The mobile phone has become an integral part of our everyday life communication - in this sense a domestication of a 'nomadic' medium has taken place. For the very reason that the telephone has left its fixed home environment, it requires us to take an 'ethnographic view' in describing both this development and the changes taking place therein. Mobile Communication in Everyday Life takes a closer look at the mobile phone as an object of inquiry in the tradition of the so-called media ethnography. Consequently, the benefits and limitations of such research designs are the focus of the book. Some contributions focus on the mobile phone and the tension between private and public communication. Furthermore the authors examine the distinctive ways of mobile phone usage across a range of social groups and the mobile's cultural and cross-cultural dimensions. The book intends to advance (and criticise) media ethnographies as they relate to the mobile phone. At the same time Mobile Communication in Everyday Life presents a range of the most up-to-date research in the field of mobile communication.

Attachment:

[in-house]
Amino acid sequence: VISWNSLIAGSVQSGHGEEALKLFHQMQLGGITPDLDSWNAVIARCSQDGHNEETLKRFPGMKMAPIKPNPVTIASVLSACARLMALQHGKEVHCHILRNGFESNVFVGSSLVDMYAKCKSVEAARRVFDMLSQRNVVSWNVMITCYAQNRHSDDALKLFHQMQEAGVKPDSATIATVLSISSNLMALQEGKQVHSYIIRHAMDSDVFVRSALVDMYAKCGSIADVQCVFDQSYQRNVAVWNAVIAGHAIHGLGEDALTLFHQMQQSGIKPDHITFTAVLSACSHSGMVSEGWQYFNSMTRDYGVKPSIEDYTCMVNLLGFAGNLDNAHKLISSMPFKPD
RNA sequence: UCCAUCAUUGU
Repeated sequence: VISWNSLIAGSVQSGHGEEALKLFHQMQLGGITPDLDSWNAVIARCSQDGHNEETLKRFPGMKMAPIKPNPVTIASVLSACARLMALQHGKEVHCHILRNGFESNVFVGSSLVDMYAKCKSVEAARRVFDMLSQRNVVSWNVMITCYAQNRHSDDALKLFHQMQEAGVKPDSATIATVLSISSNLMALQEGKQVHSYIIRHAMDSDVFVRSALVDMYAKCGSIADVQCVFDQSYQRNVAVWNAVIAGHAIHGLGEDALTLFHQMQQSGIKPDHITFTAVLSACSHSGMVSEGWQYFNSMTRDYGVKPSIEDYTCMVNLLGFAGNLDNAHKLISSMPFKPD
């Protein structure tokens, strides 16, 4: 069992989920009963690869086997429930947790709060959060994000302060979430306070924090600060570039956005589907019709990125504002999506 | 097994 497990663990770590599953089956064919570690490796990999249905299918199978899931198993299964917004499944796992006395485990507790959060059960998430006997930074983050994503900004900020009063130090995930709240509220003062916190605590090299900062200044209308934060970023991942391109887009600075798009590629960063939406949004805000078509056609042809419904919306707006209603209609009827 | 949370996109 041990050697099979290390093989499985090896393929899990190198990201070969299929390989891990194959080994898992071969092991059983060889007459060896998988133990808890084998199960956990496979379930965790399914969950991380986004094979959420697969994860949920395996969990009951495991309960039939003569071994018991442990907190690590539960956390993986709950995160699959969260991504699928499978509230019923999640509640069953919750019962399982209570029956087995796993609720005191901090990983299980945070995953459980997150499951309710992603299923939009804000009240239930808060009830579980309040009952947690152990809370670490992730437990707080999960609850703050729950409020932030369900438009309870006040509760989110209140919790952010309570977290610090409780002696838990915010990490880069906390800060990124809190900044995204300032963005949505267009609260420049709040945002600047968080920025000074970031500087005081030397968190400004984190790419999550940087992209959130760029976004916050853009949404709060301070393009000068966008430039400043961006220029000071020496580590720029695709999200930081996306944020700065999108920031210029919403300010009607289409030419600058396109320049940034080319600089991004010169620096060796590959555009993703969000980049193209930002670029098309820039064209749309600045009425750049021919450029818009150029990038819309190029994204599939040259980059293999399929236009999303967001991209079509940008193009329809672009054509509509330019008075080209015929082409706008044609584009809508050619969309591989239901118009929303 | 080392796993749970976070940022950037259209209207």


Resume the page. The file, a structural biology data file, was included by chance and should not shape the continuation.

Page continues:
Maren Hartmann joined the University of Erfurt, Germany, in 2004 (and can soon be found at the University of Bremen). Before, she had several university posts first in the UK and later in Belgium, both as a researcher and a lecturer. She has published books on the topic as well as several articles. Maren is also involved in several European initiatives. Her research interests include media ethnographies, cybercultures and the domestication concept. Joachim R. Höflich is a professor at the University of Erfurt, Germany. He is also a leading expert in the field of mobile technologies and interpersonal communication. Joachim has published several books on the topic in German as well as many articles in English. He is a regular attendant at the relevant conferences and a co-founder of the 'Society for the Social Study of Mobile Communication' (SSSMC).
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